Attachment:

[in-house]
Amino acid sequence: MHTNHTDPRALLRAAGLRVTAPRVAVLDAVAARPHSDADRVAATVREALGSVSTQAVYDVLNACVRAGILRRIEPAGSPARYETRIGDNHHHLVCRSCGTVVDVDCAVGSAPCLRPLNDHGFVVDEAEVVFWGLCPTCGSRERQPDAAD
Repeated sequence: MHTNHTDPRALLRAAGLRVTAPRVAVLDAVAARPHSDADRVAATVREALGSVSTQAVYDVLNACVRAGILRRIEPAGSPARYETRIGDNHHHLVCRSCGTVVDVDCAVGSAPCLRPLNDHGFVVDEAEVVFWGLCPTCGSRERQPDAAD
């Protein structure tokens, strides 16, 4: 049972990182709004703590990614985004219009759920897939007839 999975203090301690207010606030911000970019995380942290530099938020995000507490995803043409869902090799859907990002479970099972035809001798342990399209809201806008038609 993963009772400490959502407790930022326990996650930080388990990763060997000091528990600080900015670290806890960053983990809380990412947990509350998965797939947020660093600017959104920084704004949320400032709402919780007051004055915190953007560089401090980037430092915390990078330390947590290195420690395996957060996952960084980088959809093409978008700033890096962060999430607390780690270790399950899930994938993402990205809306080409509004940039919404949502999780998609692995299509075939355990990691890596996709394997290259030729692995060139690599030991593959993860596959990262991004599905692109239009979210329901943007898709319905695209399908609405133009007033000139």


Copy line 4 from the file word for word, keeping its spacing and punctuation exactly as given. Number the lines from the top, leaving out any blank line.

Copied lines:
């Protein structure tokens, strides 16, 4: 049972990182709004703590990614985004219009759920897939007839 999975203090301690207010606030911000970019995380942290530099938020995000507490995803043409869902090799859907990002479970099972035809001798342990399209809201806008038609 993963009772400490959502407790930022326990996650930080388990990763060997000091528990600080900015670290806890960053983990809380990412947990509350998965797939947020660093600017959104920084704004949320400032709402919780007051004055915190953007560089401090980037430092915390990078330390947590290195420690395996957060996952960084980088959809093409978008700033890096962060999430607390780690270790399950899930994938993402990205809306080409509004940039919404949502999780998609692995299509075939355990990691890596996709394997290259030729692995060139690599030991593959993860596959990262991004599905692109239009979210329901943007898709319905695209399908609405133009007033000139």